In 2010, Garfunkel created a short-term project where Suyematsu’s raspberries, Selvar’s corn, and vegetables grown by EduCulture students were served at local schools.

“There were three generations of Bainbridge Island students who were raising food for the school lunch program. That was a very proud moment. You could hit a golf ball from his farm to the school,” Garfunkel says.


Akio’s legacy

It’s difficult to distill a man down to qualities. There have been many articles written about Suyematsu over the years. Each mention his industriousness and his bachelor status. He often expressed his distaste for how suburbia crept closer and closer to his farmland.

When asked, Selvar and Suyematsu’s nephews, the Shibuyama brothers — Brian, Dean and Karl — each tell stories of how quiet “Uncle Ak” was (until his snoring shook the house in the middle of the night). He didn’t talk much, unless you touched on a subject he found interesting — cars or fishing.

“He wanted a job. He was a farmer, if he would’ve sold it what would he do?” Selvar says.

Each expressed small amounts of regret that none of them could’ve purchased the entire property before he sold a parcel to the city. No one was in a position to make a purchase that large.

“Looking back on it, I never mentioned it [to] anybody else, but I think I should’ve brought it up with dad and Karl and Brian. Maybe it would’ve been a good thing as a family, but at the time [even] buying a house was kind of beyond my means,” Dean Shibuyama said.

There still are 15 acres owned by the family estate, a collection of relatives that include the Shibuyama brothers, their mother and other cousins from Suyematsu’s other siblings. Nearly a decade after his death, the estate still has to be settled.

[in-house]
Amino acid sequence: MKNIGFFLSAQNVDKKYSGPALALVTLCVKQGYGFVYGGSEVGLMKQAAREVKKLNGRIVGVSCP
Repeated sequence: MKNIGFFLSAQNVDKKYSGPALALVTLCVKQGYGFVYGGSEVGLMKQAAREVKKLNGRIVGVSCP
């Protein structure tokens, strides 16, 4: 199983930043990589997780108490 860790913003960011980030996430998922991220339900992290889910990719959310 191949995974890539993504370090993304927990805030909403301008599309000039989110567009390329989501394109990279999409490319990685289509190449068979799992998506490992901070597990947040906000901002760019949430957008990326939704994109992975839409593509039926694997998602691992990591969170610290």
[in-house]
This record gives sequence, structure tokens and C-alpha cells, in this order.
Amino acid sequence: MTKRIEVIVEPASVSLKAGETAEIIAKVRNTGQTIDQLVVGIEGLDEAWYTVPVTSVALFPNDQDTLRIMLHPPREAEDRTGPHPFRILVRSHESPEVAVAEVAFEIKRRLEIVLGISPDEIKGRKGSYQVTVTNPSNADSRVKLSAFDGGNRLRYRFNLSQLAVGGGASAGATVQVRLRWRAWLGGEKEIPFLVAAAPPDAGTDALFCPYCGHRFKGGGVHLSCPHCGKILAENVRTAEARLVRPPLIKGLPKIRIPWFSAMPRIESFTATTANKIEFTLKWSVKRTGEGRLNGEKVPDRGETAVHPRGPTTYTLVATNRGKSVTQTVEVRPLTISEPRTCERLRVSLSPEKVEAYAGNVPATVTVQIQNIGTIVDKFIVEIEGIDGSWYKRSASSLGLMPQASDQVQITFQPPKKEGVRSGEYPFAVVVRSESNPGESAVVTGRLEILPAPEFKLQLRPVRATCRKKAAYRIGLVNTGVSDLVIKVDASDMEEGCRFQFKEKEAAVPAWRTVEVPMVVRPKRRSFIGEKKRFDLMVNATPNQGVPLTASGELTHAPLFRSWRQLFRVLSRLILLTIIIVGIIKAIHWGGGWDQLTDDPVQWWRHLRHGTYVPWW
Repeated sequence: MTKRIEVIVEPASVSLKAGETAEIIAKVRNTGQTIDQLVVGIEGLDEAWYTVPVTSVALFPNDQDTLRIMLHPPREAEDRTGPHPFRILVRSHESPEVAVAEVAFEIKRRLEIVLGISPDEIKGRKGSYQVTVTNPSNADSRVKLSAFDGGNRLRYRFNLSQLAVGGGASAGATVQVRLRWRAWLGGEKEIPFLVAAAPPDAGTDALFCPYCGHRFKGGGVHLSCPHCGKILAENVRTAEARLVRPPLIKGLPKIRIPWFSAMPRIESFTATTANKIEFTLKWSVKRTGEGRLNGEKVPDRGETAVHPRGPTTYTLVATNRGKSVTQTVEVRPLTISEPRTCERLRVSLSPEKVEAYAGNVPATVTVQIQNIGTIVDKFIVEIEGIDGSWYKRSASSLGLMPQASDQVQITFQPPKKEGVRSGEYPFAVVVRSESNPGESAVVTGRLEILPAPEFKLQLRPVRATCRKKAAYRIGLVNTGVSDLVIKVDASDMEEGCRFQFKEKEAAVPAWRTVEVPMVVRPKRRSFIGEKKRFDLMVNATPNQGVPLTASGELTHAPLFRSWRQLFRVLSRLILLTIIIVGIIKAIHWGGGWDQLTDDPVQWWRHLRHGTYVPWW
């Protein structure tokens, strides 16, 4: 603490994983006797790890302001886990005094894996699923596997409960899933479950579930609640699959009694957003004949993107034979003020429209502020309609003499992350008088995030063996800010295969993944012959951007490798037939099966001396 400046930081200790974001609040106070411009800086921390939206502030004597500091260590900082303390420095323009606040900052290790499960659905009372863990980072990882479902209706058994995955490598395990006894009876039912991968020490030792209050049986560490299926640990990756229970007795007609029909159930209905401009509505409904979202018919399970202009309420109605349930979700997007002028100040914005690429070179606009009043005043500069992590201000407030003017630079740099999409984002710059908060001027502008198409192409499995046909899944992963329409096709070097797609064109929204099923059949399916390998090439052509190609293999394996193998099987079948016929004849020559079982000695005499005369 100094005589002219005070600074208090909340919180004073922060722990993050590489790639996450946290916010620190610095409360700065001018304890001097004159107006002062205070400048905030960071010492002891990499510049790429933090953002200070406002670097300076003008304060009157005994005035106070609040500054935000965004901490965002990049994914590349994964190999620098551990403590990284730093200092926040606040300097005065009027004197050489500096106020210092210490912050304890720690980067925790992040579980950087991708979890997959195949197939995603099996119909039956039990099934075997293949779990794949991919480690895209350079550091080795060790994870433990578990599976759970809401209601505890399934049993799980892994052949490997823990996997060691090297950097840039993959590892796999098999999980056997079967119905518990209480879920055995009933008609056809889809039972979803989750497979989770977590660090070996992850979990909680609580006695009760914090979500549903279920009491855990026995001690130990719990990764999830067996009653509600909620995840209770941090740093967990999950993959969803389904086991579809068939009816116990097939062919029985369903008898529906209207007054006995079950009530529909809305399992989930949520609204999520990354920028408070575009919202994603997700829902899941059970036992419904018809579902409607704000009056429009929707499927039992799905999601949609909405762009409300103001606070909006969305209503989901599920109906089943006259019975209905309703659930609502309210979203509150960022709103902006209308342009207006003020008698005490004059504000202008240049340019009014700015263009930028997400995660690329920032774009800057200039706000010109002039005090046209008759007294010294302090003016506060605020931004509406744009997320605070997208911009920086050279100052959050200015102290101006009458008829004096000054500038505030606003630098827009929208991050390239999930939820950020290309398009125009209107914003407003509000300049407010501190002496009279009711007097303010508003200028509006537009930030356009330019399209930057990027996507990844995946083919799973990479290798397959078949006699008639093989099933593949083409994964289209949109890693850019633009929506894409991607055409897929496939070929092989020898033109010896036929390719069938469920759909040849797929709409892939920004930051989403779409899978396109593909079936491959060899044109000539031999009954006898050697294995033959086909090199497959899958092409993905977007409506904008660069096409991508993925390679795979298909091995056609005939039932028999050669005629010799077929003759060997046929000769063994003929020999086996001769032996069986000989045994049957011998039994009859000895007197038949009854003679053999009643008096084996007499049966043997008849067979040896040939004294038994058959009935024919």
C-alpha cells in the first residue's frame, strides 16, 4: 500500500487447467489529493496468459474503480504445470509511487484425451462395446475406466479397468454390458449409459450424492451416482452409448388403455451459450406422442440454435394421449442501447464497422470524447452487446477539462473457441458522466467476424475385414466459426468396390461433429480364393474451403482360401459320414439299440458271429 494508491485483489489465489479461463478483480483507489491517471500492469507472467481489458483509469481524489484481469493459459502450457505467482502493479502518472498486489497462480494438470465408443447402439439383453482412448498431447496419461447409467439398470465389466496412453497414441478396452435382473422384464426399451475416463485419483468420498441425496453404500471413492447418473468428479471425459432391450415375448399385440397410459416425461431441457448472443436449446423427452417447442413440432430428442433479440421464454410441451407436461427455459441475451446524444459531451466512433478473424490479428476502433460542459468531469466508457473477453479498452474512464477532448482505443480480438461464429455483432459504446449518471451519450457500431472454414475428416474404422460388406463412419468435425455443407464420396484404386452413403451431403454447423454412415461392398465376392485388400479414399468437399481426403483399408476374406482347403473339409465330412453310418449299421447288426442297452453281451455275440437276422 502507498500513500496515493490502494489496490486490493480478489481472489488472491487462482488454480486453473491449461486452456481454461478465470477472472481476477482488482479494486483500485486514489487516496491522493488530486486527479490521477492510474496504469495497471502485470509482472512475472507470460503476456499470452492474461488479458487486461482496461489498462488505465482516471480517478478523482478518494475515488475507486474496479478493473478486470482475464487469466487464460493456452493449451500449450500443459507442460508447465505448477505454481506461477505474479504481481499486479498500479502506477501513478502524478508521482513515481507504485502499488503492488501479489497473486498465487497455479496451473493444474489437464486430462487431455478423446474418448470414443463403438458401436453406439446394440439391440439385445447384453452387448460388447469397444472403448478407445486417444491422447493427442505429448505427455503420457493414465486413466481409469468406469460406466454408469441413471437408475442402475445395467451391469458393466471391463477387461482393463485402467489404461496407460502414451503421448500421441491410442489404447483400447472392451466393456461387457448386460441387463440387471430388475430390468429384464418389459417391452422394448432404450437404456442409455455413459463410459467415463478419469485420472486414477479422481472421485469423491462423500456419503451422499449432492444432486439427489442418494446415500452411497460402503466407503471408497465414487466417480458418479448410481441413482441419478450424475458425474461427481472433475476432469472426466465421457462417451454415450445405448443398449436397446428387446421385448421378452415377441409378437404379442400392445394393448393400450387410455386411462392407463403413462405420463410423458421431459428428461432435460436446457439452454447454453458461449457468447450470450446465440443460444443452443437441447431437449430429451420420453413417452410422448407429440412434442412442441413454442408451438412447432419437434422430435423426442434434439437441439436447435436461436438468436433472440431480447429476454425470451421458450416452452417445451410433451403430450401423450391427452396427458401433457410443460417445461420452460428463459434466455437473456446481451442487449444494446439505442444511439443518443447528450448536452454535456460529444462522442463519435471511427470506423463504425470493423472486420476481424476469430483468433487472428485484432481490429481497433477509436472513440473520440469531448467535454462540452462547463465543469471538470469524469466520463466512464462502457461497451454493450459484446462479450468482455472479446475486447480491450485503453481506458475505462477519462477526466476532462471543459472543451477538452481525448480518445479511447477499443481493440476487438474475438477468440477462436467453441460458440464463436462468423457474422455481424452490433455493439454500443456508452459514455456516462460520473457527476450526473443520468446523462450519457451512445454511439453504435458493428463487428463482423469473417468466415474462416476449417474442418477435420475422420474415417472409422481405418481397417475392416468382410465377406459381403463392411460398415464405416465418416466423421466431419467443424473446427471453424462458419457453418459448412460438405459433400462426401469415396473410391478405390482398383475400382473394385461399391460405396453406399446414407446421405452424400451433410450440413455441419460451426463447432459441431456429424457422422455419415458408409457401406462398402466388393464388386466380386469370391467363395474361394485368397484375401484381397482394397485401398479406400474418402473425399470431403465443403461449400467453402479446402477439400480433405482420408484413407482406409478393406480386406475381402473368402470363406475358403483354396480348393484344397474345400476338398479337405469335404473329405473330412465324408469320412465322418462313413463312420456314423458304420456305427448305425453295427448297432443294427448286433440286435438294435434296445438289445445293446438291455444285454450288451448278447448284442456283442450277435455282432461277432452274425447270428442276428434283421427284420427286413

Meanwhile, Selvar and her fellow farmers are working every day to make sure the Suyematsu name is never forgotten. Selvar follows many of the same techniques she learned from Suyematsu. Wittick brought draft horses back to the property. 

Suyematsu’s spirit can be felt everywhere at the farm. Old photos of him and Selvar sitting on the bed of a pickup, a dog between them, hang in the green farmstand. A pair of ice skates that he brought to Manzanar and back again hang in a shed — a testament to the value they held for a 20-year-old who could only bring what he could carry. The original house, currently uninhabitable, is on track to be transformed into a museum in a partnership with the Bainbridge Historical Society. 

Across the island, Japanese American names have been relegated to murals, parks or plaques. The Suyematsu farm is the last link to the island’s past as a booming agricultural hub and a community of Japanese American farmers. 

This past October, on the date of Suyematsu’s 100th birthday, Selvar arranged pumpkins in the field, spelling out “Happy 100 Akio.” There was cake, and the leaves on the “October Glory” maple tree Selvar planted in his honor were aflame, a brilliant, deep strawberry red.

When asked if the Suyematsu name will ever be forgotten by the residents of Bainbridge, Selvar is quick to say no.

“We want to keep that name going forward,” she says firmly.